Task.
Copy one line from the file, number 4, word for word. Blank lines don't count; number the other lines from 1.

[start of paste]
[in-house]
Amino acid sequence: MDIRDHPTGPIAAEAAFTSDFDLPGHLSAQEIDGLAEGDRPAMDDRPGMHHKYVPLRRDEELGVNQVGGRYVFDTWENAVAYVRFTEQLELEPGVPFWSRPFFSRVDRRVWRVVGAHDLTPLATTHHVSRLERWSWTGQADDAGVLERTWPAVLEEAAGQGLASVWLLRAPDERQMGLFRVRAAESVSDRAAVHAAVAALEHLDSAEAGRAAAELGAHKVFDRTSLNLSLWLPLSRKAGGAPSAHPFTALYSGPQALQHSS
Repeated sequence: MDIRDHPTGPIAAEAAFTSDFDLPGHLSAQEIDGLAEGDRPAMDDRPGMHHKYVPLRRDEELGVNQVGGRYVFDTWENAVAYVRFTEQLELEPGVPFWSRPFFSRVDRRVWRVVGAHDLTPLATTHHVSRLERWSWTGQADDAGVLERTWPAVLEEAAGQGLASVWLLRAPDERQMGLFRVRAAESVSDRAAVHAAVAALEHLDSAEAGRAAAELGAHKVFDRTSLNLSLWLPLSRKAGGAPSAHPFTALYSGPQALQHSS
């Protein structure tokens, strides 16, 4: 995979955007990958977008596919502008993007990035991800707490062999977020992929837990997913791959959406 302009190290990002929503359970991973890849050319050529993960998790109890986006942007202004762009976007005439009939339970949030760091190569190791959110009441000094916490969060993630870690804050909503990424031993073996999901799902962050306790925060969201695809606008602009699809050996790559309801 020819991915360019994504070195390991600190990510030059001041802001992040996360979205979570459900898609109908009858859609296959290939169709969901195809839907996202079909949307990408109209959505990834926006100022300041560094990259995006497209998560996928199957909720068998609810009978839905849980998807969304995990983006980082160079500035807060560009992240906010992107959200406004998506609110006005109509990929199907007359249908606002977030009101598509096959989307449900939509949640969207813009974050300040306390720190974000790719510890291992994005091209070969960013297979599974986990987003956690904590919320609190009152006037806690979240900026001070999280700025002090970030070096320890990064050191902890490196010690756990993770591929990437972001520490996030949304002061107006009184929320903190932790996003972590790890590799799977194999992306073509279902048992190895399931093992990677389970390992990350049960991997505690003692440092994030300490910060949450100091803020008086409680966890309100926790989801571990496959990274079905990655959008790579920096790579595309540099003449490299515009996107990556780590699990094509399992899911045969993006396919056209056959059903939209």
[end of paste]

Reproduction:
């Protein structure tokens, strides 16, 4: 995979955007990958977008596919502008993007990035991800707490062999977020992929837990997913791959959406 302009190290990002929503359970991973890849050319050529993960998790109890986006942007202004762009976007005439009939339970949030760091190569190791959110009441000094916490969060993630870690804050909503990424031993073996999901799902962050306790925060969201695809606008602009699809050996790559309801 020819991915360019994504070195390991600190990510030059001041802001992040996360979205979570459900898609109908009858859609296959290939169709969901195809839907996202079909949307990408109209959505990834926006100022300041560094990259995006497209998560996928199957909720068998609810009978839905849980998807969304995990983006980082160079500035807060560009992240906010992107959200406004998506609110006005109509990929199907007359249908606002977030009101598509096959989307449900939509949640969207813009974050300040306390720190974000790719510890291992994005091209070969960013297979599974986990987003956690904590919320609190009152006037806690979240900026001070999280700025002090970030070096320890990064050191902890490196010690756990993770591929990437972001520490996030949304002061107006009184929320903190932790996003972590790890590799799977194999992306073509279902048992190895399931093992990677389970390992990350049960991997505690003692440092994030300490910060949450100091803020008086409680966890309100926790989801571990496959990274079905990655959008790579920096790579595309540099003449490299515009996107990556780590699990094509399992899911045969993006396919056209056959059903939209």